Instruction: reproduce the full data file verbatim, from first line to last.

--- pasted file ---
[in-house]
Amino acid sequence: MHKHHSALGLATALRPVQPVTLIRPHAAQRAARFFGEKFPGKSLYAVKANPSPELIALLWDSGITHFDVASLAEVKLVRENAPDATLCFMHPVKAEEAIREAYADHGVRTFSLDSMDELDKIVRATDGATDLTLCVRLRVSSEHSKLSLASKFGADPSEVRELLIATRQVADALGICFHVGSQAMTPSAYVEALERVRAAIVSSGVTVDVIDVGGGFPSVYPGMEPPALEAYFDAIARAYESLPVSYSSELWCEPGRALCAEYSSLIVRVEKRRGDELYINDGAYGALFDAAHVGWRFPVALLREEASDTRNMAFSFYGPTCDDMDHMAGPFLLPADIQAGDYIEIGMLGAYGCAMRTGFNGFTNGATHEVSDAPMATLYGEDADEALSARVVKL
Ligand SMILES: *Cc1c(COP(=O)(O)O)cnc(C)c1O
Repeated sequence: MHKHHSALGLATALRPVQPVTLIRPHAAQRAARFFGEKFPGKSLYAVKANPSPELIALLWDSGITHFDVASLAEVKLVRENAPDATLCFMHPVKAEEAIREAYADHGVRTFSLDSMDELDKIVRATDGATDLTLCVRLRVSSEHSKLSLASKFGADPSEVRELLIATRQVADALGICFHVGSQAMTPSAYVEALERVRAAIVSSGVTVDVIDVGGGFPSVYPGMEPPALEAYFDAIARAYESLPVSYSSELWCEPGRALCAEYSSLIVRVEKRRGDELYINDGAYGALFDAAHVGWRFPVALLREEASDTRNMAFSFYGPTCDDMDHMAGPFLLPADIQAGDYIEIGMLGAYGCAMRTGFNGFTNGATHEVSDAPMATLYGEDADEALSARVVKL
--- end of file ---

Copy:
[in-house]
Amino acid sequence: MHKHHSALGLATALRPVQPVTLIRPHAAQRAARFFGEKFPGKSLYAVKANPSPELIALLWDSGITHFDVASLAEVKLVRENAPDATLCFMHPVKAEEAIREAYADHGVRTFSLDSMDELDKIVRATDGATDLTLCVRLRVSSEHSKLSLASKFGADPSEVRELLIATRQVADALGICFHVGSQAMTPSAYVEALERVRAAIVSSGVTVDVIDVGGGFPSVYPGMEPPALEAYFDAIARAYESLPVSYSSELWCEPGRALCAEYSSLIVRVEKRRGDELYINDGAYGALFDAAHVGWRFPVALLREEASDTRNMAFSFYGPTCDDMDHMAGPFLLPADIQAGDYIEIGMLGAYGCAMRTGFNGFTNGATHEVSDAPMATLYGEDADEALSARVVKL
Ligand SMILES: *Cc1c(COP(=O)(O)O)cnc(C)c1O
Repeated sequence: MHKHHSALGLATALRPVQPVTLIRPHAAQRAARFFGEKFPGKSLYAVKANPSPELIALLWDSGITHFDVASLAEVKLVRENAPDATLCFMHPVKAEEAIREAYADHGVRTFSLDSMDELDKIVRATDGATDLTLCVRLRVSSEHSKLSLASKFGADPSEVRELLIATRQVADALGICFHVGSQAMTPSAYVEALERVRAAIVSSGVTVDVIDVGGGFPSVYPGMEPPALEAYFDAIARAYESLPVSYSSELWCEPGRALCAEYSSLIVRVEKRRGDELYINDGAYGALFDAAHVGWRFPVALLREEASDTRNMAFSFYGPTCDDMDHMAGPFLLPADIQAGDYIEIGMLGAYGCAMRTGFNGFTNGATHEVSDAPMATLYGEDADEALSARVVKL